On Hatha Yoga


On Hath Yoga

A sense of not struggling; a progression of moments of not striving; breath excites the human form … the moment is a lifetime.

“How is a lifetime achieved in a single breath?” you ask.

I reply: “I breathe in. I breathe out. Soon the words vanish and I breathe in and I breathe out. Thoughts intrude. I breathe in and I breathe out. Thoughts intrude again, and I breathe in and I breathe out.”

Let us explore the details: Focus is key to Hatha Yoga as in all the various Yoga forms of the past and present. In Hatha Yoga only breath is of focus. Sacred Breath or Prana in Hindustani and many languages on the Indian Sub Continent is the nexus of Hath Yoga. We touch the sacred with each breath. With each breath we come “closer” to the sacred core of the universe both factually and metaphorically. In Genesis we find; “God formed man from the dust of the ground and breathed into his nostrils the breath of life, and man became a living being.”  So, we find (though now long forgotten) even within the Western Christian/Judaic tradition there is recognition a new beginning; there is recognition of another lifetime. From dust by the simple act of breath God imparted a lifetime to man.

Practitioners of Hatha Yoga discover that breath is the vehicle one uses to return to “source” (God in the Christian/Judaic tradition). This is the fundamental state of all human being. Breath is the medium that takes us beyond thought, beyond form; breath brings us into direct experience of reality; breath takes us beyond words, beyond ideas, into deep, true manifestation that is in expression with source.

For our Live Another Lifetime classes and exercise in Hatha Yoga, students should bring with them a comfortable floor mat or a small roll up rug to lie down on. Students who prefer may practice sitting in a comfortable chair. What we are trying to accomplish is to place the body in a relaxed position that demands little attention to the corporal form. Our breathing exercises are conducted via nasal breath so the student should prepare by clearing the nasal passage to the best ability.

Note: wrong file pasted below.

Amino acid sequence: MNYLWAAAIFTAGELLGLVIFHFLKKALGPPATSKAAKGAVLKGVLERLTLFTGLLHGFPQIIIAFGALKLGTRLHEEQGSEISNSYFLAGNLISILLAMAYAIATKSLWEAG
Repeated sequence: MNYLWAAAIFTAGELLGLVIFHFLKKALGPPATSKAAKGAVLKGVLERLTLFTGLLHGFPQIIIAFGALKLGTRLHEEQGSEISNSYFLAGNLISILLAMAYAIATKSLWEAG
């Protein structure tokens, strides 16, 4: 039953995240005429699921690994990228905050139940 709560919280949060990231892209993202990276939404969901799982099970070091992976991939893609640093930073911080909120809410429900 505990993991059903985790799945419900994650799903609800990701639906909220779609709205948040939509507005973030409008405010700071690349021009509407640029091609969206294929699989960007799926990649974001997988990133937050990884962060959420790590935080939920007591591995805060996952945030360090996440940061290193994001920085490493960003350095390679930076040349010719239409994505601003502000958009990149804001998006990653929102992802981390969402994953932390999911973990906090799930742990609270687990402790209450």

In India all my teachers focused on one thing and one thing only during the practice of Hatha Yoga: breath and breath alone. In the West I also sought out many teachers. What I found was that many if not all were attempting to “multitask” by placing the body in “yoga” positions, some of which can be very strenuous to maintain. This only serves as a distraction to the breathing process. I do not deny that serious Hatha Yoga can be accomplished in and from any position one chooses; however, any corporal distraction will, like any thought (for a distraction no matter its source is a thought) interrupt our breath and we will need to breathe in and breathe out to bring us back to the state of manifestation in expression with source.

Hatha Yoga is not multitasking. Some students believe that since they are only breathing they should have plenty of time to do something else at the same time; thus the instructors that believe “physical” yoga and Hatha Yoga can be combined. I say that anything can be combined so long as it does not lead to distracting thoughts.

Also: Silence. Our breathing is not labored in our practice. We do not breath in “hard” and exhale the same. Is that not a distraction, also?

So, in general, what students can expect at our Hatha Yoga secessions is that most people are lying on the floor on the mats they brought with them. A few people are sitting in chairs because they find lying down to be uncomfortable. There is complete silence in the room. Only the instructor is calmly and steadily guiding the group into greater and greater depths of meditation by reminding students of the techniques required to achieve the highest level of communion with source that they are able to accomplish. Students internalize the methods and after a few lessons are able to enter into a state of Hatha Yoga instantly almost anywhere and in the midst of almost any distractions. This is the ultimate goal of the practitioner; to be free of distraction and in communion with source under all conditions. For us this represents living another lifetime.

Chuck Ananda Handshealer

12/27/2009

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